Coming of Age?: Exploring the Role of Dynamic Capabilities in Social Commerce Firms – Evidence From a Ghanaian Enterprise

Coming of Age?: Exploring the Role of Dynamic Capabilities in Social Commerce Firms – Evidence From a Ghanaian Enterprise

Edward Entee (Univeristy of Ghana, Ghana) and Anthony Afful-Dadzie (Business School, University of Ghana, Ghana)
DOI: 10.4018/978-1-7998-2610-1.ch013

Abstract

Social networking sites such as Facebook have developed massive acceptance as commercial channels among users, and this is commonly known as social commerce. Despite the significance of social media sites for commercial purposes, entrepreneurs struggle with capability development as well as strategies to achieve benefits. To address this gap, this chapter presents a teaching case study that explores how a microentrepreneur used social media as a resource to create social commerce capabilities to achieve benefits. Lessons learnt are proposed in the case, and questions for reflections are proposed whilst a debate topic is also suggested.
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Social Commerce And Social Media In Context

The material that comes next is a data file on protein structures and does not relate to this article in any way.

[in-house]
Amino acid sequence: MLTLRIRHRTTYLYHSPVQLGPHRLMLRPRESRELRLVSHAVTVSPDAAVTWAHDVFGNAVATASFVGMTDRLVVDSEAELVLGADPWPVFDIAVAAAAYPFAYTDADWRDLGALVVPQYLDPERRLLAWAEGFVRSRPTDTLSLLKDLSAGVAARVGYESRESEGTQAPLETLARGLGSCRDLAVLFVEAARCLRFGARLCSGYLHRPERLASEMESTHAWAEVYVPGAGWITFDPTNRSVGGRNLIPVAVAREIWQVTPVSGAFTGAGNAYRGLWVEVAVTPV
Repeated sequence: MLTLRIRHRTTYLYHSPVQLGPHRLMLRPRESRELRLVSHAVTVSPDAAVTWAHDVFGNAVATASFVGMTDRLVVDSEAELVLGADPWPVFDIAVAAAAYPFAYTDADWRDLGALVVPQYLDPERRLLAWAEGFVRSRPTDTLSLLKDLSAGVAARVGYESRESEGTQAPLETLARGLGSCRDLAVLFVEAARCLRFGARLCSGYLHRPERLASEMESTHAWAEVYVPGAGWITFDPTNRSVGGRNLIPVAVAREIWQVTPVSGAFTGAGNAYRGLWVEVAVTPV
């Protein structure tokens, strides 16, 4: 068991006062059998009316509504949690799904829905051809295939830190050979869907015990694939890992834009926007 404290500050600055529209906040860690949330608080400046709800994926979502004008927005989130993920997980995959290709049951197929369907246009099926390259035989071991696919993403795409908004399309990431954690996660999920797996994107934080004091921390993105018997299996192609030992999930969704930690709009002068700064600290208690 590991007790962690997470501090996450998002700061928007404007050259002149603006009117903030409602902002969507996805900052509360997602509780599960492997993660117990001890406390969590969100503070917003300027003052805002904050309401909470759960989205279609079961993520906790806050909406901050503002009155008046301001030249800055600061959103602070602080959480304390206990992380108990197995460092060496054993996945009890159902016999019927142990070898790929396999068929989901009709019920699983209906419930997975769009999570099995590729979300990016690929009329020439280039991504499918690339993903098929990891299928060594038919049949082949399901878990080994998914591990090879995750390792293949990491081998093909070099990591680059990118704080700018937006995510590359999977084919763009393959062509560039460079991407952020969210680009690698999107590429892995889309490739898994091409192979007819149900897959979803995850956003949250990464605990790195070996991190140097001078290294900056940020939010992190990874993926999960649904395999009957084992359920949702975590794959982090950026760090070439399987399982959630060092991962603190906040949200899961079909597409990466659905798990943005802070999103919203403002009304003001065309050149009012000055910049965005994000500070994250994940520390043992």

The evolution of e-commerce and the widespread patronage of social media birthed social commerce (Han & Trimi, 2017), which is still in its infancy. Originated by Yahoo! in 2005 to describe a set of collaborative shopping tools such as user ratings, shared pick lists and user-generated content sharing recommendations and reviews. Social commerce also describes the convergence of social networks and e-commerce. In terms of purchasing decisions, the influence of social media is growing, thus affecting consumer behaviour. Examples of social commerce influencers and enablers include photo-sharing social networks such as Pinterest or Instagram. There is also those with niche services such as Airbnb, a social platform that provides short-term lodging.

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